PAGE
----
Test Configuration

Test client configuration:

  • 20,000 messages sent in total by two load generator

  • Loadgen configuration

    • Sleep Interval - 1

    • Threads Per Section – 35

    • LotSize – 4

For the physical server, both load generators were configured to use the single Web service exposed by BizTalk Server. On the virtual machines, one load generator was configured to use each server.

Results Analysis

With this configuration, the documents processed per second was almost identical for the physical server (47.4) compared to the combined rate of the two virtual machines (46.6). The average latency recorded for two virtual machines (621 ms) was 20% higher than the physical BizTalk Server (540 ms).

Name Run Number Request-Response Duration Average (ms) Documents/sec BizTalk CPU Utilization Hyper V % Guest Run Time (BizTalk VM instance) SQL\Processor(_Total)\% Processor Time

2-Processor (Core) Physical BizTalk Server

64

540

47.4

93.5

N\A

28.2

Two Virtual BizTalk Servers at 1-processor (core) each

62

621

46.6

82.3 (average across both virtual machines)

75

28.1

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This test was performed to determine the performance characteristics of a physical BizTalk Server running with four logical processors available compared to four virtual BizTalk Servers running with one virtual processor available to each virtual machine.

Machine Configuration

Physical machine configuration:

  • Four logical processors available to the operating system

  • 1.5 GB of memory allocated to both machines

    Cc768522.note(en-US,BTS.10).gifNote
    Additional memory was not allocated to the physical machine. The Available Mbytes counter was monitored throughout the tests duration to ensure the system was not under memory pressure, and, therefore, this was not accounting for any variation in results.

Virtual machines configuration:

  • One virtual processor available to the operating system

  • 1.5 GB of memory allocated to both machines

Test Configuration

Test client configuration:

  • 20,000 messages sent in total by two load generator

  • Loadgen configuration

    • Sleep Interval - 1

    • Threads Per Section – 35

    • LotSize – 4

For the physical server, both load generators were configured to use the single Web service exposed by BizTalk Server. On the virtual machines, one load generator was configured to use each server.

Results Analysis

The results show that in this scenario, the physical BizTalk Server was able to process approximately 14% more documents per second than the combined total of the four virtual BizTalk Servers. Latency was 16% higher on the virtual servers compared to the physical one. The average processor utilization throughout the whole test run was lower on the virtual machines (71% compared to 93.2 on the physical server), however, this was skewed somewhat because not all of the machines completed at the same time.

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It is important to note that there is generally a trade-off in BizTalk systems between throughput and latency. Higher throughput typically equates to increased latency. With all other things being equal, a BizTalk Server solution running on physical hardware will provide higher throughput than a BizTalk Server solution running on virtual machines. This is due to the overhead that the virtual processor has when executing hypervisor code. In this scenario, it is possible that the BizTalk Server solution running on virtual machines will actually provide improved latency as compared to the BizTalk Server solution running on physical hardware.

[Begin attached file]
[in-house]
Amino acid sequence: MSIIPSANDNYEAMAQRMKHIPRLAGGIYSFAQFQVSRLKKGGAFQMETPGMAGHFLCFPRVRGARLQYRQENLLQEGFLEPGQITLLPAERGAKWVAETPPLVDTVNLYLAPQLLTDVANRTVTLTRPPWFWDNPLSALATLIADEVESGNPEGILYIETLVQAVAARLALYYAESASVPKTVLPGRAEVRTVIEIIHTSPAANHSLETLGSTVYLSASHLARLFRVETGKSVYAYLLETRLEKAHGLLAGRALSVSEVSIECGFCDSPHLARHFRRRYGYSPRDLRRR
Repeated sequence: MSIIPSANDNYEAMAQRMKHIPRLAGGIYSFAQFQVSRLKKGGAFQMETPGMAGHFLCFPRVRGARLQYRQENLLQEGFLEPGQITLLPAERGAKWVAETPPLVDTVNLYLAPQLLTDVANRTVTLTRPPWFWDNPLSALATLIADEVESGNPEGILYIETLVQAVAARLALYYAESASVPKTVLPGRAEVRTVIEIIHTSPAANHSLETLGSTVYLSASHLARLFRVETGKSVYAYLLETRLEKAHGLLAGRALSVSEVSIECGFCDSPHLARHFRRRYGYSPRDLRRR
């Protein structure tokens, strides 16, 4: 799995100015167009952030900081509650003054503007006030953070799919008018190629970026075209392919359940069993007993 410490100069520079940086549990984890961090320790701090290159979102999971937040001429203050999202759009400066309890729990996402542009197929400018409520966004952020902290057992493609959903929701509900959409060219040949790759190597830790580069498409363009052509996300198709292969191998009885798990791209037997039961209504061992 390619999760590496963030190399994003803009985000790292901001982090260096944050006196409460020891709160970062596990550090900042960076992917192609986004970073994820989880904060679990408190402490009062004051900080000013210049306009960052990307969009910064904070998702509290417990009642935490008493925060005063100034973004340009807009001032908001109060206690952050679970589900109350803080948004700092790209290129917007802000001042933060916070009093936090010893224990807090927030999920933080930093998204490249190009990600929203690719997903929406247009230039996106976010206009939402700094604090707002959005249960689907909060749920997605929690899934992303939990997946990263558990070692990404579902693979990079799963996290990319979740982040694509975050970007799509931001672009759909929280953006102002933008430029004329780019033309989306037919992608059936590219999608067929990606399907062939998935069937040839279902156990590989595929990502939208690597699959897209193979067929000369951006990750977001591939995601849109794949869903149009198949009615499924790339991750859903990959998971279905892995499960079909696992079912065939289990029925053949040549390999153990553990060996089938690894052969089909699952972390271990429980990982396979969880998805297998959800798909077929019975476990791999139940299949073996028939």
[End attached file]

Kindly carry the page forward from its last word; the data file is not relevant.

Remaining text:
Name Run Number Request-Response Duration Average (ms) Documents/sec BizTalk CPU Utilization Hyper V % Guest Run Time (BizTalk VM instance) SQL\Processor(_Total)\% Processor Time

4-Processor (Core) Physical BizTalk Server

65

597

80.3

93.2

N\A

53.3

Four Virtual BizTalk Servers at 1-processor (core) each

67

697.75

70

71

66.5

50

This test was performed to determine the performance characteristics of a physical BizTalk Server running with eight logical processors available to it compared to four virtual BizTalk Servers running with two virtual processors available to each virtual machine.

Machine Configuration

Physical machine configuration:

  • Four logical processors available to the operating system

  • 4 GB of memory allocated to the machine

Virtual machines configuration:

  • Two virtual processors available to the operating system

  • 1.5 GB of memory allocated to both machines

Test Configuration

Test client configuration:

  • 40,000 messages sent in total by four load generator to the virtual machines

    Cc768522.note(en-US,BTS.10).gifNote
    For an ideal comparison, an identical number of messages would have been sent through both the physical and virtual environments.

  • 100,000 messages sent in total by four load generators to the physical machine

  • Loadgen configuration

    • Sleep Interval - 1

    • Threads Per Section – 35

    • LotSize – 4

For the physical server, both load generators were configured to use the single Web service exposed by BizTalk Server. On the virtual machines, one load generator was configured to use each server.

Results Analysis

The physical BizTalk Server was able to process 37% more documents per second; however, the latency was 25% higher. In tests, latency of a BizTalk Server solution often increases with SQL Server CPU utilization on the MessageBox server. The physical server placed more load on SQL Server (82.3% vs. 62.6% with the virtual configuration), therefore this is the most likely cause of the increased latency in the physical environment.